All the tours include Madame Lalaurie’s Mansion. Madame Lalaurie is one of the most notorious serial killers in New Orleans history, and her mansion is the focus of many urban legends, ghost stories and even featured in the TV series American Horror Story (in its third season, Coven)

The Vampire of New Orleans: Jacques Saint Germain

If you’re learning about the haunted history of NOLA, chances are you’ll come across the legend of Jacques Saint Germain. Considered the city’s first vampire, Germain reportedly came from France in the early 1900s and immersed himself into NOLA’s high society. Immediately upon his arrival, the residents became very suspicious of him and claimed never to see him eat a single morsel of food. They only recorded seeing a dark red beverage in his hands at all times, which they soon discovered was the blood of various people who had gone missing in the city.
NOLA’s First Vampire
It was also reported that Germain had died in Europe long before ever setting out for the Americas. He has since been coined: ‘The man who never dies.’

Haunted Bars & Restaurants

If you’re looking to immerse yourself even further into the haunted landscape of NOLA, there are plenty of restaurants and bars that cater specifically to that. Here are a few:

Muriel’s Jackson Square:Considered one of the most haunted restaurants in the French Quarter, Muriel’s is known for its ghost sightings. They even have a table they set every day for Pierre Jourdan’s ghost, a previous owner of the building and a frequent haunter of the restaurant. For a little more money, you can be seated at that table and have dinner with the ghost himself.

Tujague’s Restaurant:One of NOLA’s most historic restaurants, celebrating its 160th year back in 2016. Having survived numerous wars and fires, you can almost feel the history right when you step in. There have been many ghost sightings over the years, and if that doesn’t entice you enough, the food is also phenomenal.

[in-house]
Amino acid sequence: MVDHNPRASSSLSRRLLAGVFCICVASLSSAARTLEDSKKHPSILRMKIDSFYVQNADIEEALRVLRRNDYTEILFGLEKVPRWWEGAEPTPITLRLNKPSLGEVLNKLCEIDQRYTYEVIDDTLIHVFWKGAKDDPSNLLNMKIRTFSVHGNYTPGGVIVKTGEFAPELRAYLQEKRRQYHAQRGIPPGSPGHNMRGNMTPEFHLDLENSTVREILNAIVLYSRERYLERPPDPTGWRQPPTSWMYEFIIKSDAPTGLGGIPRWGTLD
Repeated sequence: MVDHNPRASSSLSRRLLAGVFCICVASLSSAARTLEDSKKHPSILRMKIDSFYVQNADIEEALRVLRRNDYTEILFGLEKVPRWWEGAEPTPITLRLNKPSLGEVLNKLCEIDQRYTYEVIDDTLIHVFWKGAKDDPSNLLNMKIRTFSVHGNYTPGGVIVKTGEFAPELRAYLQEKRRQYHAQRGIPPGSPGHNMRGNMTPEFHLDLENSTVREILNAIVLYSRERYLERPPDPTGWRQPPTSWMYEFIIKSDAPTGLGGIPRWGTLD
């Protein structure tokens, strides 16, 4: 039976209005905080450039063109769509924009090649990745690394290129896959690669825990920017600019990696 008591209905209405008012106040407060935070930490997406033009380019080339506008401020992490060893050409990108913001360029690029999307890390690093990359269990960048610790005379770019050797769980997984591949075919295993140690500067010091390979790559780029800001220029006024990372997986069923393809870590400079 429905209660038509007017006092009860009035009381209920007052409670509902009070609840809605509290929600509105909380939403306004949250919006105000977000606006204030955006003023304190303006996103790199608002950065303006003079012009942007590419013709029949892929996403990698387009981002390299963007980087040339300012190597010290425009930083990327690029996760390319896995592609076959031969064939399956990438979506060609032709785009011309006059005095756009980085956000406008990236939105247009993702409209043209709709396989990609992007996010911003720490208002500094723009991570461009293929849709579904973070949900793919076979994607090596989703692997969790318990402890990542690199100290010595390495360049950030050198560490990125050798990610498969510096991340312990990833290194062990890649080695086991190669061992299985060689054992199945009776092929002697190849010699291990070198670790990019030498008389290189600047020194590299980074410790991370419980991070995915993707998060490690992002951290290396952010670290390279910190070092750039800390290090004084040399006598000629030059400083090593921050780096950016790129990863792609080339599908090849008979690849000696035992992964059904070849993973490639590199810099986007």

Pat O’Brien’s Bar: Owned by the Dauphine Orleans Hotel and located in a huge courtyard near the iconic Bourbon St, Pat’s is one of NOLA’s most popular bars. Said to be haunted by the ghosts of courtesans, you can sometimes see them dancing along to the live music that’s played almost every night they’re open—definitely a great place to go for dinner and drinks.

French Quarter, New Orleans
Kerry’s Irish Pub:There have been so many ghost hauntings at this pub; they say if you don’t see a ghost, you must have gone on an off night. This Celtic-themed bar is a NOLA favorite, and I highly recommend checking it out.

Ending Thoughts

New Orleans is a city unlike any other, and its wild and tragic history is just another facet of what makes it so amazing. If you’re interested in ghosts, vampires, voodoo, and other mediums of the supernatural, then New Orleans might have to be your next stop.
Bourbon St., French Quarter
Marlene and I immensely enjoyed our time there, and I can’t wait for my next adventure in this fantastical city.
Ed Hotchkiss
Ed Hotchkiss

My goal is to travel to all the countries of the world. I count 197 countries, starting with the United Nations list of 193 and adding Taiwan, Vatican, Kosovo and Palestine. For the rest of my life, I want to see and experience as much of the world as possible, while documenting it in photographs and observations.